HONG KONG—Overcapacity. Looming bankruptcies. Government bailouts. The U.S. automobile industry? No, this is the global semiconductor industry, producers of the chips that power everything in today's economy from cell phones to smart infrastructure. While so much attention has been focused on American automakers, the convulsions in the chips business may have just as broad implications and possibly more strategic significance for countries around the world.
In recent years, Intel (INTC), Samsung, and many lesser-known companies have pumped huge amounts of money into new production facilities. They saw rich opportunities in making chips for the growing crop of digital devices, from iPhones and BlackBerrys to electric utility monitoring systems. But now as the worldwide economy slows, demand for those chips has fallen off a cliff. Companies that sank billions into new factories are running them at half capacity or less, and losing a bundle. The situation is "desperate," says Daniel Heyler, head of global semiconductor research for Merrill Lynch (MER) in Hong Kong.
The semiconductor industry has always been cyclical, and if these were normal times there would be a brutal shakeout with the weakest players shutting their doors or selling out. But this downturn looks different from those of the past. Chip production is more global than ever before, with many of the largest facilities in Asia. Many governments see semiconductor production as strategically important to their economies. So some governments are providing financial support to local companies. This will mean lower prices for chip customers, but it could cause serious pain for chip companies that compete without government support. "The last thing you want to see is governments rescuing less-competitive companies," says Avi Cohen, head of research at Avian Securities in Boston. "The supply never goes away."
Overcapacity is a growing problem. On Dec. 16, the market research firm iSuppli issued an alert to clients that semiconductor inventories are likely to balloon to $10.2 billion at the end of December, up from $3.8 billion at the end of September.
The government bailouts began this month. China's biggest chipmaker, Semiconductor Manufacturing International (SMI), cut a deal to receive $170 million from a state-owned company. In Germany, the state of Saxony offered Qimonda (QI) $206 million in support, although it's not clear the pact will be finalized. And in Korea, a consortium of state-owned and private banks are expected to provide Hynix Semiconductor with about $600 million in new loans. "One country starts considering a bailout, and then it kind of spreads," says Christian Heidarson, senior research analyst with Gartner (IT) in Hong Kong. "Nobody wants to see their industry being lost to another country."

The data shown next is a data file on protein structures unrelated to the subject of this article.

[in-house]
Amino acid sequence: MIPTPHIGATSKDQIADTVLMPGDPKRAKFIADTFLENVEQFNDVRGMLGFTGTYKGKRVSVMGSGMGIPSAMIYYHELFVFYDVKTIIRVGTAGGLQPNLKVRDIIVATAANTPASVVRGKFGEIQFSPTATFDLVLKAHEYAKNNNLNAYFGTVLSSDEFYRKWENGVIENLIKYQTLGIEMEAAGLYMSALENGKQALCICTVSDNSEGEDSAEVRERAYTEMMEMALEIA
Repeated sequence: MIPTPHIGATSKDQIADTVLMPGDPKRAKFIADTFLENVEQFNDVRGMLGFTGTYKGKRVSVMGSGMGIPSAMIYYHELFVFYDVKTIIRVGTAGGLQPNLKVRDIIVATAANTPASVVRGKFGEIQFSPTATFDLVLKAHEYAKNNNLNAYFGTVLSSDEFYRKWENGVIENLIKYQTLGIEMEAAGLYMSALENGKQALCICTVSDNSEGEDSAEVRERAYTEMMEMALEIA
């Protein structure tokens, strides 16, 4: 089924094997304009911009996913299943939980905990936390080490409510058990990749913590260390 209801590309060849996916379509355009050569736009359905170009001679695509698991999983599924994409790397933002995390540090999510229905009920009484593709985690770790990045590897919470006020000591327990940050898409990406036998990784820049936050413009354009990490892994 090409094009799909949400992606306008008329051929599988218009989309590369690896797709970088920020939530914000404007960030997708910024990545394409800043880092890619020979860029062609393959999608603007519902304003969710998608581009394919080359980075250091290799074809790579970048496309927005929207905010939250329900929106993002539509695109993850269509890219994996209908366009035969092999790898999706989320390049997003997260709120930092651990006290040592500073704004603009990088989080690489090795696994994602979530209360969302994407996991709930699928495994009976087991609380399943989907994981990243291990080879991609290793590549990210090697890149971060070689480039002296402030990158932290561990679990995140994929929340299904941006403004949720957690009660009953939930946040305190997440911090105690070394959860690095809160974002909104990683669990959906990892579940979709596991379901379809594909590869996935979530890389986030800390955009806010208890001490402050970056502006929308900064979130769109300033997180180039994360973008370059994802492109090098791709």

Taiwan may have the most at stake. The country has fostered a large and lucrative chip industry, with giants such as Taiwan Semiconductor Manufacturing (TSM) doing cutting-edge work on par with Intel and IBM (IBM). Now, however, several of the country's largest chipmakers are in serious trouble. A handful of companies that make memory chips, which manage data on PCs and store information on digital cameras and mobile phones, may go out of business without a government bailout next year. "It's unbearable," says Frank Huang, chairman of Powerchip Semiconductor, Taiwan's largest memory manufacturer. "Right now no [chip] company can make a profit. The government must support this industry." On Dec. 16, Economic Affairs Vice-Minister Shih Yen-Shiang said the government is considering aid for chip companies.
The stocks of memory chip makers have already been pounded by the twin concerns of the economic downturn and government bailouts. Singapore's Chartered Semiconductor Manufacturing (CHRT), Germany's Infineon Technologies (IFX), and Boise (Idaho)-based Micron Technology (MU) have all seen their shares tumble at least 75% this year.
Competition is most brutal in memory chips because production is standardized and chips are considered commodities. Companies splurged on new production in recent years, investing a total of $33 billion in 2007. Because 70% of their costs are fixed, there's little reason to cut back production. So even as demand has fallen, the big Asian memory companies continue to flood the market. "That's why you are seeing rock-bottom prices," says Merrill Lynch's Heyler.
For customers, plummeting memory prices may lead to more innovative products. Cheap chips, for example, could also make it easy for anyone to store an entire photo collection on a mobile phone.
Semiconductor companies in the U.S. are a bit more insulated than those in Asia. Intel, the world's largest chip company by revenue, has been hit by the economic downturn, but it benefits from its focus on making microprocessors, the brains of PCs. Its only real competition in that business is Advanced Micro Devices (AMD), and AMD has struggled to keep up because it can't match Intel's heavy investments in the latest production technology. Texas Instruments (TXN) and Qualcomm (QCOM) don't compete in the commodity memory business, either. They produce chips that let cell phones make wireless calls, among other products.
The turmoil in the global chips industry is likely to last a while. Still, consolidation looks inevitable, especially among the memory chip makers. In the meantime, if Taiwan, Germany, and others keep giving financial support to local companies, chipmakers elsewhere will be faced with a tough decision: They can either compete on an uneven playing field or cede the terrain. "There are no choices that do not involve significant pain at this point," says Dale Ford, senior vice-president at iSuppli.
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